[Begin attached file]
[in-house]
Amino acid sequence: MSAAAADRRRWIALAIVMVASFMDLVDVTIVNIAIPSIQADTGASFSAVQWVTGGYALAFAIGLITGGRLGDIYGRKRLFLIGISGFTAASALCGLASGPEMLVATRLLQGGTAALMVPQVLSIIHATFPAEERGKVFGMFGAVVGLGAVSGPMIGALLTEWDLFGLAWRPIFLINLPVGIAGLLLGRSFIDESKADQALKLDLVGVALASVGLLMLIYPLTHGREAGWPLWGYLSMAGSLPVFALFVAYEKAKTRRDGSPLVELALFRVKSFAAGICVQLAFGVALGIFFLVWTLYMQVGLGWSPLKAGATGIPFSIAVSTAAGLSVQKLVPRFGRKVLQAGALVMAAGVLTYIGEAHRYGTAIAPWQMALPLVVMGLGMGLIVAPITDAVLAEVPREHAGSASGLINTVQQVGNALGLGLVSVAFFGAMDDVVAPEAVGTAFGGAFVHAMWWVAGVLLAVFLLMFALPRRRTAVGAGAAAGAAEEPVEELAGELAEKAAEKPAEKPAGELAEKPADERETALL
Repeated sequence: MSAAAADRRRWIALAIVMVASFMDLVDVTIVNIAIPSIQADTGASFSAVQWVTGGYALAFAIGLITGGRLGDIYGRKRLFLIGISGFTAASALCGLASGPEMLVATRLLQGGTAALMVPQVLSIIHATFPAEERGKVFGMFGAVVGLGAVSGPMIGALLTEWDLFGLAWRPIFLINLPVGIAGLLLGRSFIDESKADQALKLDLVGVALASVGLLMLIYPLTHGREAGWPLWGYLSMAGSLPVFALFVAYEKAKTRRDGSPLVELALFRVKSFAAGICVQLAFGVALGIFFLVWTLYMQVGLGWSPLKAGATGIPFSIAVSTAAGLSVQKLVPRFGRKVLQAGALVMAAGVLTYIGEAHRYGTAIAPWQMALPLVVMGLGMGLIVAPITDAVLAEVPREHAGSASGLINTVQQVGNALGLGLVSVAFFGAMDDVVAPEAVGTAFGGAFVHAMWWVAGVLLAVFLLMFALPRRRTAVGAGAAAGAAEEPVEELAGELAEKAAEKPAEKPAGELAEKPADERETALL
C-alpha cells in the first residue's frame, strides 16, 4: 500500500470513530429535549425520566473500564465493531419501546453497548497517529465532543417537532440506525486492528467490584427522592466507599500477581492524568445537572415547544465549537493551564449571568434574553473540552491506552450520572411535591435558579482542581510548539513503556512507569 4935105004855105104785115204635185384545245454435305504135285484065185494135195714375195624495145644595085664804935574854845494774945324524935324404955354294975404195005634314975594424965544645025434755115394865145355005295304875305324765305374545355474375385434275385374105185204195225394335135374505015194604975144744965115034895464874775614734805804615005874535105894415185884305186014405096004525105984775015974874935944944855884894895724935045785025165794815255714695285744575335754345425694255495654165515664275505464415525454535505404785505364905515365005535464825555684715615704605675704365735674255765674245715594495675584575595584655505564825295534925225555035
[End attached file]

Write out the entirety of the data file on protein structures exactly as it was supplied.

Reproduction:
[in-house]
Amino acid sequence: MSAAAADRRRWIALAIVMVASFMDLVDVTIVNIAIPSIQADTGASFSAVQWVTGGYALAFAIGLITGGRLGDIYGRKRLFLIGISGFTAASALCGLASGPEMLVATRLLQGGTAALMVPQVLSIIHATFPAEERGKVFGMFGAVVGLGAVSGPMIGALLTEWDLFGLAWRPIFLINLPVGIAGLLLGRSFIDESKADQALKLDLVGVALASVGLLMLIYPLTHGREAGWPLWGYLSMAGSLPVFALFVAYEKAKTRRDGSPLVELALFRVKSFAAGICVQLAFGVALGIFFLVWTLYMQVGLGWSPLKAGATGIPFSIAVSTAAGLSVQKLVPRFGRKVLQAGALVMAAGVLTYIGEAHRYGTAIAPWQMALPLVVMGLGMGLIVAPITDAVLAEVPREHAGSASGLINTVQQVGNALGLGLVSVAFFGAMDDVVAPEAVGTAFGGAFVHAMWWVAGVLLAVFLLMFALPRRRTAVGAGAAAGAAEEPVEELAGELAEKAAEKPAEKPAGELAEKPADERETALL
Repeated sequence: MSAAAADRRRWIALAIVMVASFMDLVDVTIVNIAIPSIQADTGASFSAVQWVTGGYALAFAIGLITGGRLGDIYGRKRLFLIGISGFTAASALCGLASGPEMLVATRLLQGGTAALMVPQVLSIIHATFPAEERGKVFGMFGAVVGLGAVSGPMIGALLTEWDLFGLAWRPIFLINLPVGIAGLLLGRSFIDESKADQALKLDLVGVALASVGLLMLIYPLTHGREAGWPLWGYLSMAGSLPVFALFVAYEKAKTRRDGSPLVELALFRVKSFAAGICVQLAFGVALGIFFLVWTLYMQVGLGWSPLKAGATGIPFSIAVSTAAGLSVQKLVPRFGRKVLQAGALVMAAGVLTYIGEAHRYGTAIAPWQMALPLVVMGLGMGLIVAPITDAVLAEVPREHAGSASGLINTVQQVGNALGLGLVSVAFFGAMDDVVAPEAVGTAFGGAFVHAMWWVAGVLLAVFLLMFALPRRRTAVGAGAAAGAAEEPVEELAGELAEKAAEKPAEKPAGELAEKPADERETALL
C-alpha cells in the first residue's frame, strides 16, 4: 500500500470513530429535549425520566473500564465493531419501546453497548497517529465532543417537532440506525486492528467490584427522592466507599500477581492524568445537572415547544465549537493551564449571568434574553473540552491506552450520572411535591435558579482542581510548539513503556512507569 4935105004855105104785115204635185384545245454435305504135285484065185494135195714375195624495145644595085664804935574854845494774945324524935324404955354294975404195005634314975594424965544645025434755115394865145355005295304875305324765305374545355474375385434275385374105185204195225394335135374505015194604975144744965115034895464874775614734805804615005874535105894415185884305186014405096004525105984775015974874935944944855884894895724935045785025165794815255714695285744575335754345425694255495654165515664275505464415525454535505404785505364905515365005535464825555684715615704605675704365735674255765674245715594495675584575595584655505564825295534925225555035